It packs in a 500GB hard drive (our test unit only had a 320GB model), but you also get 8GB of memory so you’re unlikely to need an upgrade any time soon. It’s a great combination and with that Core i7 chip, there’s enough application speed in this one to get at least three years out of it before you’d need to think about buying a replacement.
For senior school students, we think this Core i7 chip is ideal, provided you can get it in a compact chassis similar to this Inspiron 13z. There are plenty of large 15.6-inch desktop replacement laptops with faster performance, but their weight and battery life are often pretty woeful by comparison. If you require something like quad-core processing speed that’s cost-effective, you might actually be better off with a good, old-fashioned desktop computer, even if it’s not exactly a portable solution.
That’s not something you’d have to worry about here, though — the Inspiron 13z matched the Acer and ASUS models almost identically for battery life at 4:18hr, yet it weighs only 1.8kg. It’s abit lighter than the ASUS, but heavier than the Acer, which is a great result given the extra speed available under the bonnet.
If you time your purchase right, you’ll sometimes see this model discounted — at the time of writing, it sold for just $699. That makes it extraordinary value for money. What you don’t get for your money here is a touchscreen, but as we’ve seen with the ASUS VivoBook, you can either have a Core i5-powered laptop with a touchscreen or a Core i7-engined laptop without. So what you lose in touchscreen capability, you more than make up for with a faster chip. I know which one I’d rather!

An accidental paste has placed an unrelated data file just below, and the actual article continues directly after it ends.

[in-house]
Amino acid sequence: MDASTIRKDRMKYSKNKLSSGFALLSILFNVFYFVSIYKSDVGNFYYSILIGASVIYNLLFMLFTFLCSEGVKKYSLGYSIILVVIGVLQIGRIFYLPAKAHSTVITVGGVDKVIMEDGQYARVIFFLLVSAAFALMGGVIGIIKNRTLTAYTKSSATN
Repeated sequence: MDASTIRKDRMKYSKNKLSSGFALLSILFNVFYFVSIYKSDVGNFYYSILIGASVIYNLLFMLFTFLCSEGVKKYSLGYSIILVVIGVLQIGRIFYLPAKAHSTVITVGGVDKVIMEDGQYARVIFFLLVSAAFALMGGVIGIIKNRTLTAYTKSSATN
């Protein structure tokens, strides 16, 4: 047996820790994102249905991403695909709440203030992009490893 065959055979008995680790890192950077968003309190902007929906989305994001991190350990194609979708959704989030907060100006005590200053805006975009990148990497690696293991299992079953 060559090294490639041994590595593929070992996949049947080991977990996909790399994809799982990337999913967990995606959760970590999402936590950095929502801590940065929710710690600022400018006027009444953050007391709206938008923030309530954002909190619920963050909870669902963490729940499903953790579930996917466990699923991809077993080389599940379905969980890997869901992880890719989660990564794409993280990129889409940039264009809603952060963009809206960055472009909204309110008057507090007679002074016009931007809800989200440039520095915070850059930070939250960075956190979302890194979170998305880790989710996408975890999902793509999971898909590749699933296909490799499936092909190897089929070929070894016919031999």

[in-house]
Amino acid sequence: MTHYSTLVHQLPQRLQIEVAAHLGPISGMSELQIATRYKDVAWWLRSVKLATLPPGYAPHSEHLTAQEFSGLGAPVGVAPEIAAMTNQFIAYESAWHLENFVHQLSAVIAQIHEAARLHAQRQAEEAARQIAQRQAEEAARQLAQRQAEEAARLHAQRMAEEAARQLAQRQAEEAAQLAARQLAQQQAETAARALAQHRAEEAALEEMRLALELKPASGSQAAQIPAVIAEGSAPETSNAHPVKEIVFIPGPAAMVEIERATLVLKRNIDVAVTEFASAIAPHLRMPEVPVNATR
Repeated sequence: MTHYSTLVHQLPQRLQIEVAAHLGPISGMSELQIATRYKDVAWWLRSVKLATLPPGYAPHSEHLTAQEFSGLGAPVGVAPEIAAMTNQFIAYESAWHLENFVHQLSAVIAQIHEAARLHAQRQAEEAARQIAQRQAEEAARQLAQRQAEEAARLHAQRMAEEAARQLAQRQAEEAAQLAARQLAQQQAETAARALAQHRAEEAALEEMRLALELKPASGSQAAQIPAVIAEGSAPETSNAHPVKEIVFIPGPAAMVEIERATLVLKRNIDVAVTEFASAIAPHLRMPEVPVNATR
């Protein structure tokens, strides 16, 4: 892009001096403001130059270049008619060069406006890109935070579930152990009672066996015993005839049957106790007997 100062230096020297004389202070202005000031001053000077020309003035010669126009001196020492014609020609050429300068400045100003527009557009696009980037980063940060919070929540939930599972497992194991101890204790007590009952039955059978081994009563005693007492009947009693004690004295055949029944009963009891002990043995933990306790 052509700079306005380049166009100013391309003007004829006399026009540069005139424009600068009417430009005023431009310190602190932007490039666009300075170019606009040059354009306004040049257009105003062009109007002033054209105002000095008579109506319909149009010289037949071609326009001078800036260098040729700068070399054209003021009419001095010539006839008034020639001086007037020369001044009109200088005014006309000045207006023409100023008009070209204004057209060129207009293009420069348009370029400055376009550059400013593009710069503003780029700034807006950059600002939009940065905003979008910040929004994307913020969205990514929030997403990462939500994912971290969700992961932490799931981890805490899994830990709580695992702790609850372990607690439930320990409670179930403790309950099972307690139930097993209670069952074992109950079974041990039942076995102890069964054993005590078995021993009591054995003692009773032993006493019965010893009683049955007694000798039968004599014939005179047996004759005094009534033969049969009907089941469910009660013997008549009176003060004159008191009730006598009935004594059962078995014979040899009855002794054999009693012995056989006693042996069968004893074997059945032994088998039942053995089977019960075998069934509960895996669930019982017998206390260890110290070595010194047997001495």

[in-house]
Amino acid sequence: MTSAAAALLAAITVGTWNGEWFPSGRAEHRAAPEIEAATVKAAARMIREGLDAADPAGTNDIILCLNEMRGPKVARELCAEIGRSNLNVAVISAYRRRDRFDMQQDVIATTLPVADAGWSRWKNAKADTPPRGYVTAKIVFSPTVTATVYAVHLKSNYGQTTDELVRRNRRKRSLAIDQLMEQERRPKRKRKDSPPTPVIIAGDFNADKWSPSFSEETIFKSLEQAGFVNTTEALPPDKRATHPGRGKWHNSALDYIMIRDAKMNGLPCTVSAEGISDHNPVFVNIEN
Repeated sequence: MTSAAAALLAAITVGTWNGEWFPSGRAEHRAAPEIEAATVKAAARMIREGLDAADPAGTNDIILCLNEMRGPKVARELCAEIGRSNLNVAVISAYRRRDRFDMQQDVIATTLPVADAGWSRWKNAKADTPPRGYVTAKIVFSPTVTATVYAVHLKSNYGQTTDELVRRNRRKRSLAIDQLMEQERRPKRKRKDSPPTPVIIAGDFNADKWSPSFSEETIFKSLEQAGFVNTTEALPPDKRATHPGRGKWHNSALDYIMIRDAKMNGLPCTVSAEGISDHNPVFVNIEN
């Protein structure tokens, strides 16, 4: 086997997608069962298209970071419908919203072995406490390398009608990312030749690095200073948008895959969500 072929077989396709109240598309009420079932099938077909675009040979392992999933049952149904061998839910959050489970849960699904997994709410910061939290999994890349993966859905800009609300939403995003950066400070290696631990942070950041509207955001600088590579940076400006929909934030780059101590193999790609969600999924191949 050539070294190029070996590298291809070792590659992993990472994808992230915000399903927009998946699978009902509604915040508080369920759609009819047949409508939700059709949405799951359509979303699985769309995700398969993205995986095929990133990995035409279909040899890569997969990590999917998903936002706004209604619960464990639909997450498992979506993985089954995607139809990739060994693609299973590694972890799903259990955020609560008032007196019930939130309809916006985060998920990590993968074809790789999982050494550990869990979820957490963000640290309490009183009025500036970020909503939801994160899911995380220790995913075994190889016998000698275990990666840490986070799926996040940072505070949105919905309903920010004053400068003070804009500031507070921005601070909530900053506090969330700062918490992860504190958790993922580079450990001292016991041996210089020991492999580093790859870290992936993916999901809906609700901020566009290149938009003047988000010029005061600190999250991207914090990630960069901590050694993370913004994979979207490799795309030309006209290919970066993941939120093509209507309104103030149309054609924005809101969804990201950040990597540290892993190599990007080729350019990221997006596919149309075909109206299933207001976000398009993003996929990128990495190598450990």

Overall, the Inspiron 13z shows it doesn’t really matter whether a laptop is called an ultrabook or not. There are definitely some real performance bargains on the market, provided you keep an eye on the price and the laptop weight. The real trick is to look for smaller laptops when you’re after higher performance — these models are harder to find, but when you do find one, like the Inspiron 13z, they can often be a real bargain.

Mac world: Apple MacBook Air 13-inch

From: store.apple.com/au  |  Price: $1,549
Critical specs: 13.3-inch LCD at 1,440 x 900 pixels, Intel Core i5 CPU, 4GB RAM, 250GB SSD, Intel HD 4000 graphics, 1.33kg, 50Wh battery.
If your school has decided on Apple laptops, it has to be said that it’s not what you’d call the most affordable route. Even the cheapest 11.6-inch MacBook Air which sells for $1,099 cost more than the other three laptops we’ve looked at already. What’s more, it comes with only a very stingy 64GB worth of storage.